Obituary: Peter Taylor. (1953 - 2013) Peter Taylor will be remembered for setting a positive example of how to deal with debilitating illness and inevitable death, and for celebrating life with good cheer and determination. Growing up on a dairy farm near Whangarei, and a middle class family Peter Taylor's childhood was not always perfect and was occasionally difficult. Labelled a 'softie', he was not interested in the conventional boys' interests such as cars and bikes. His parents divorced when he was thirteen, and as the oldest of the three children he was responsible for looking after the family including his two younger sisters. "Peter has a good sense of responsibilities", says one sister, Yvonne Godfrey. "Peter was amazingly protective of me and Katie, and the most wonderful and protective brother from an early age." Taylor and Yvonne moved to another farm with their father. Peter at two and a half years old. Living on a farm allowed Taylor to find and developed his interest in horses, which would later see him become an international equestrian rider, coach, trainer and manager. He even had a riding uniform before he actually owning a horse. He used to run behind horses, Yvonne recalls, because he loved them so much. His parents bought Taylor his first pony, named Prince. His love for horses allowed him to temporarily escape from the difficult family relationship, and he seemed achieve a sense of peace and serenity when he was riding. In Taylor's teenage years his kind and friendly nature led him to him befriend people from many walks of life. Like many gay New Zealand men in the 1970s he headed for Sydney. Elaine Saunders, whom he met 42 years ago in a Sydney hospitality school, describes the then young Taylor as "cheeky and mischievous, and he has this weird sense of humour". Saunders also noted at the This Is Your Life tribute two weeks ago that Taylor is a "very special person" to her, and at one stage she even thought Taylor is "going to be the one for me." For now-obvious reasons that was not going to happen. A LASTING INFLUENCE "Peter has been an outstanding and unique friend who has broadened my knowledge and life, teaching me to be grateful and accept life with no surprises about what you get," said Saunders. Getting to know her gay friend changed her originally conservative perspective and thinking, Saunders says, and taught her to love friends as they are. Taylor's ability to transform and to influence people's perspectives on life often left a lasting impression on the people around him. Larry Quickenden, who also met Taylor in that same hospitality school in Sydney suggests one possible explanation of Taylor's drag name Vera could be found in the soothing nature of Aloe Vera, which cures and soothes wounds and injuries. Taylor, Quickenden says, had such a soothing and calming nature. But alongside Taylor's soothing, happy-go-lucky nature, he was also a strong-willed and determined person, as displayed through his career as a successful equestrian rider and coach. He first competed for New Zealand in Holland in the qualifying rounds leading up to the 1980 Moscow Olympics. But when Fez, the horse Taylor competed on, contracted incurable osteomyelitis Taylor had to withdraw three days out from the competition. Fez was put down three weeks after that. "I had to put down my beloved horse and my dream and learn the hard lesson that grief is not a destination but a process," Taylor later recalled. In 1991 Taylor trained and managed the Canadian equestrian gold medalist Nick Holmes-Smith for the Pan America Games. He then worked with the Canadian Olympic three day team, as the stables/ operations manager and was then appointed as ghe team's assistant manager at the 1992 Barcelona Olympics. FATE TAKES A HAND Life can make sharp turns without anyone foreseeing or even noticing at the time, and Taylor's life was about to be radically altered by, of all things, one tiny sandfly At the Barcelona Olympics Taylor was unknowingly infected with Visceral Leishmaniasis Donnovanni, a disease transmitted by a type of sandfly. It's a serious illness that usually kills by destroying the bone marrow within twenty months. Combined with his HIV infection it meant that for the rest of his life Taylor was to increasingly spend much of his energy and drive trying to defeat this ferocious tag-team that was attacking him from within. In 1994 Taylor managed and coached the Canadians at the world championships in Holland. Paige Wilde, a former team member of the Canadian equestrian team says Taylor was an "amazing coach and mentor." She says he provided her with "peaceful tranquility" that allowed her to perform and live life to the fullest. Another of Taylor's former team-mates, Lorraine Laframboise, also expressed the fact that Taylor was a good mentor and teacher. "I know you are going to be there for me, as you have always been", said the tearful Laframboise in her recorded video for Taylor during the tribute dinner. Taylor's personal philosophies in coaching the riders had been a vital lesson for the team, she said. "When I was teaching Olympic riders, I wasn't teaching them how to ride... I was teaching them to believe they could win," Taylor once said. "I was teaching them confidence and self-belief... with self-awareness comes power, enormous power. Absolutely beyond what you would normally be able to do... and that just comes from life experience, self-examination, education and self-critique", Taylor's broad experience and skills developed from the equestrian field also saw him taking up the position as the executive director at the Auckland International Three Day event in 1993, and he then went on to stage the Manukau Show jumping Festival in 1994. THE DOROTHY YEARS But his equestrian pursuits were only part of his portfolio of achievements. While in Australia he founded a successful catering business Madigan's Kitchen in Sydney. After leaving the equestrian scene, he ventured into the hospitality industry, in which he co-founded and was the head chef of noted downtown Auckland restaurant Le Brie. He was one of the co-founders of the gay Urge Bar on Karangahape Road in 1995. And he went on to create the iconic and greatly missed Surrender Dorothy bar on Ponsonby Road. Paul Heard, a current co-owner of Urge Bar, says he is privileged to have known Taylor for a long time, feeling that Taylor was always a positive model as well as having given people motivation all his life. Heard believes Taylor's positive attitude to life was "a good lesson for us all" Gwen Lane, who travelled all the way from Melbourne to attend the recent This Is Your Life tribute to Taylor, knew Taylor from 2007 when she became a regular at Surrender Dorothy. She regarded Taylor as such an inspirational figure that he was invited to be a witness at her wedding. With Taylor's health taking a sharp dive in recent years, his ability to commit boundless energy and focus to his projects lessened. When lease issues saw the end of Surrender Dorothy he retaliated with Dot's Sister just a block away. Sadly, it never quite became as successful as its predecessor. One final burst of entrepreneurial energy saw it replaced with Dot's on Symonds street, but by now he was unable to concentrate both on his health and a business. "It was one place - especially since it was mine - which made people feel included," Taylor recalled when that too closed and he had to face the reality of declining health exacerbated by almost total hearing loss and greatly diminished eyesight. "I miss the interaction with people. I don't go out a lot now," he said in 2003. "With my hearing aids, being in bars is very difficult. Hearing aids pick up all sound, so conversation with an individual is very difficult in a crowded area." Cochlear implants, in which hearing aids were wired through plugs in his head into his auditory system, were surgically inserted through his skull but the result was far from normal hearing. VERA AND MISS BRAZIL Along the way Taylor became very passionate about drag performance. It would have to be said that he was not a classically skilled performer but he had energy and a style all his own and that counted for a lot. However, in 2007 he created a drag tour de force. Hardly able to hear the music and unable to see much more than a couple of inches in front of his face, something most of the audience was totally aware of, he took to the stage of that year's Queen of the Whole Universe pageant. His exuberant and entertaining personality shone through and he was a standing ovation-earning crowd-pleaser. The judges were impressed too and he won the pageant against stiff competition. Taylor was now the only person in the world still living with HIV and leishmaniasis in his 11th year of infection. He had endured more than 700 doses of chemotherapy within eleven years. It was the leishmaniasis and the repeated exposure to the rigid regime of chemotherapy that rendered him partially blind and severely deaf. Taylor's infectious diseases specialist, Professor Mark Thomas of Auckland Public Hospital and the University of Auckland, has likened his patient to Napolean in that until the end became totally inescapable he fought for his life, and never gave up on himself. At the tribute function Thomas recalled that Taylor has always known what he wants and what he needs to do to achieve it, and that included his proactive stance on his own treatment and condition. "Pete taught me about determination, tolerating tough life, optimism and generosity," said Thomas. "I think it is about positive thinking, taking responsibility, and reducing any bitterness and blame in your life. You can't have negatives in your body that will feed the illness", Taylor himself has said. He titled a book about his life experiences and philosophy Don't Postpone Joy - a Life of Purpose and Passion. THE LOVE OF HIS LIFE Sometimes toughness and rough patches in life are only made endurable by unconditional love and support from loved ones. Taylor is no exception. Rodney Coleman, his partner for the last eight years, was one of the primary reasons Taylor says he put up with this condition. In a tearful acknowledgement at the tribute he said of Coleman: "He's my hero, he's my saint. I am absolutely blessed with unconditional love, kindness, compassion… I am very fortunate." "There is a reason to keep living," he added. "Maybe your passion comes first and then the purpose comes after that but you have to have a reason for why you get out of bed everyday. If I didn't have the love of my partner I think I would have given up because there are times when it is overwhelming." Taylor remained cheerful throughout the tribute but his gaunt and frail appearance, despite the boost of a blood transfusion a couple of days earlier, was worrying to all who attended. As he had planned to do, he stopped all medications the moment the tribute was over and declined all further medical interventions. He faced death as he had faced life... with a positive spirit, determination and self-control. And just a little bit of showmanship. Peter Taylor was one of a kind. He was inspirational. And he was a terrific man to know. Not bad for an 'unconventional' kid from the back blocks of Whangarei.     Joe Lim and Jay Bennie - 15th September 2013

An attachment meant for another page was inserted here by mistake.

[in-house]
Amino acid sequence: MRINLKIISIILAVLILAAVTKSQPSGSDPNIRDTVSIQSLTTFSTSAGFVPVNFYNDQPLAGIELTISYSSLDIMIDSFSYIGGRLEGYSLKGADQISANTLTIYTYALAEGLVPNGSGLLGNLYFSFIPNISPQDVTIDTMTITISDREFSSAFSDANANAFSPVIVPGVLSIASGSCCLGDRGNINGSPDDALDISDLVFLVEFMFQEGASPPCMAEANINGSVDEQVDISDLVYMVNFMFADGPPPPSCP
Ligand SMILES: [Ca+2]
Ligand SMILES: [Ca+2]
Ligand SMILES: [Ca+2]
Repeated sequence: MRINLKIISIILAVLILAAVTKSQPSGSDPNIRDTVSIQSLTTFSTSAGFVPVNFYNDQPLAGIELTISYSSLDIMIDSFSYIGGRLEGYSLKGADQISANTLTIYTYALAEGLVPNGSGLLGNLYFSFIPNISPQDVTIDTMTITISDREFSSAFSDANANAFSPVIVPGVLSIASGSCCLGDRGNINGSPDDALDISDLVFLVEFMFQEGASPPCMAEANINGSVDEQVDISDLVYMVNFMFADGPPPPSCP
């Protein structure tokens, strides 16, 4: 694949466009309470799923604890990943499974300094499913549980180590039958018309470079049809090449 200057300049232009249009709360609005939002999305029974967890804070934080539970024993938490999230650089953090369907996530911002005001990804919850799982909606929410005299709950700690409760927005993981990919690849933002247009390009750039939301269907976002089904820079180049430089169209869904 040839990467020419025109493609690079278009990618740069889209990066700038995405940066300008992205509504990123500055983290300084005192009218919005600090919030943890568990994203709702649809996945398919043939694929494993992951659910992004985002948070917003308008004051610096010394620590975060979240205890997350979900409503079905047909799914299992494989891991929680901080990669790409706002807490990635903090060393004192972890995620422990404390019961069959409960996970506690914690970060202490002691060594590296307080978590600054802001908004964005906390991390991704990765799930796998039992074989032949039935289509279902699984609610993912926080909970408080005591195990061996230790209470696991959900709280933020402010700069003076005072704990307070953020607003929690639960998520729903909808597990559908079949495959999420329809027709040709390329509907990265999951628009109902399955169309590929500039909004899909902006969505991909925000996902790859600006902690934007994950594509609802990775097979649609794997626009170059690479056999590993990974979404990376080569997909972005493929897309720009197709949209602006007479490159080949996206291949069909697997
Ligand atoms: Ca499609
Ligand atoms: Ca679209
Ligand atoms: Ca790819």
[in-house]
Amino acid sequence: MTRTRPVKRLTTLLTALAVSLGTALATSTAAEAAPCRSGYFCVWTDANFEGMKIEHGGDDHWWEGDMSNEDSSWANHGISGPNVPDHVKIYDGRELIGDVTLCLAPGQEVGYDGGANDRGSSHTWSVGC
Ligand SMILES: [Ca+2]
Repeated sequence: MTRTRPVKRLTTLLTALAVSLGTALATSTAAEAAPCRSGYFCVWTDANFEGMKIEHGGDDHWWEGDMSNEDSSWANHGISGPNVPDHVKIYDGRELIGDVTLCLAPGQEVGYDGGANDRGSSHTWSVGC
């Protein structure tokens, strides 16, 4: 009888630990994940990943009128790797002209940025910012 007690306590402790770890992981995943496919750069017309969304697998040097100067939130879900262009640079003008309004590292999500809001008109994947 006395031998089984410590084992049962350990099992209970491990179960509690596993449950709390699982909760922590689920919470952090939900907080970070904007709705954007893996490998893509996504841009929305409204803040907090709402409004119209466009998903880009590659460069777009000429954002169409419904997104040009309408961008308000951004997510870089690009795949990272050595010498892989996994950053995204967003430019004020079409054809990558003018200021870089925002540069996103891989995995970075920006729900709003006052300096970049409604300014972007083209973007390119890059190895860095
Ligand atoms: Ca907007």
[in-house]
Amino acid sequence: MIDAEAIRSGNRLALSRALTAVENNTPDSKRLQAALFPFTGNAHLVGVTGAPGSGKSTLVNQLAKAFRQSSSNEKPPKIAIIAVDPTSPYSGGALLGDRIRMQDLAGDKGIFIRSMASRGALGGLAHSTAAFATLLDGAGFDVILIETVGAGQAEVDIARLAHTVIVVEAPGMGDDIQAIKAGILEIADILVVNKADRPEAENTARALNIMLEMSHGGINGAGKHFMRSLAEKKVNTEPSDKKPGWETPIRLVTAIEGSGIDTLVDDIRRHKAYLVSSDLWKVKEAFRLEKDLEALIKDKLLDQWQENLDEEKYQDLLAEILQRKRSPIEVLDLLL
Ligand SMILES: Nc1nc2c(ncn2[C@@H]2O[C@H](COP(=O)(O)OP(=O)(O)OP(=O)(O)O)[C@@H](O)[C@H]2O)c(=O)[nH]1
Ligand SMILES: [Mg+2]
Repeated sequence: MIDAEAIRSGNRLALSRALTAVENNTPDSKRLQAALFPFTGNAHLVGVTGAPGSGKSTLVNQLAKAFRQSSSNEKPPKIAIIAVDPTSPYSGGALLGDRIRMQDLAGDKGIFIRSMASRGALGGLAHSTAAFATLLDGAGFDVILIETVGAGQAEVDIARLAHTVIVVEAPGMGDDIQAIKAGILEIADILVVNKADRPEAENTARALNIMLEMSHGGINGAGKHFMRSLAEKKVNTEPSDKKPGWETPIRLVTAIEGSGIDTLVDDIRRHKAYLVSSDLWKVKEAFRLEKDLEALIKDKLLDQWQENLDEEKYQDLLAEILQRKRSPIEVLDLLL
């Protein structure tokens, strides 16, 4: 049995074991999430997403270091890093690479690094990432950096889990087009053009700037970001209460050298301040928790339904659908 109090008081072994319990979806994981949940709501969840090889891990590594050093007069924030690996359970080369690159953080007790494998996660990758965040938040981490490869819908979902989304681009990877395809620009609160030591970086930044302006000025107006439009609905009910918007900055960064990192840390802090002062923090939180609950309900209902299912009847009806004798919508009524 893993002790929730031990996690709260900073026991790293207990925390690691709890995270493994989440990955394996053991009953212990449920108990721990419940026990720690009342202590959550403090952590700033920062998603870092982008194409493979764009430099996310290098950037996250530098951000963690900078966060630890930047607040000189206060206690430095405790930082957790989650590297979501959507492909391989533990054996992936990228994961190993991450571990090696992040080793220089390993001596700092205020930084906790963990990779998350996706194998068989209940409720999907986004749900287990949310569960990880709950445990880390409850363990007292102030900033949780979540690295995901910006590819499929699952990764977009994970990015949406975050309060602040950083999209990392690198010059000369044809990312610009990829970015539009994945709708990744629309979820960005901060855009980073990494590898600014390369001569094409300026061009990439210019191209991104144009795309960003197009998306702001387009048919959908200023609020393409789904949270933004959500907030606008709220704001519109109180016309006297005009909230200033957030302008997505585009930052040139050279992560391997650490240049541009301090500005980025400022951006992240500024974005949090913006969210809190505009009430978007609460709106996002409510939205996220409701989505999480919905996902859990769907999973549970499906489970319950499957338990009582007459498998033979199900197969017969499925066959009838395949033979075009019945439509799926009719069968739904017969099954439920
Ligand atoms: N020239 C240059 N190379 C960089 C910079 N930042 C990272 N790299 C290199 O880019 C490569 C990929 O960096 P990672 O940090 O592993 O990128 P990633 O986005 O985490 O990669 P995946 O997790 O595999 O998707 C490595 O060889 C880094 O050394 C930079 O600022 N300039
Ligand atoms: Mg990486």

Credit: Joe Lim & Jay Bennie

First published: Sunday, 15th September 2013 - 11:36pm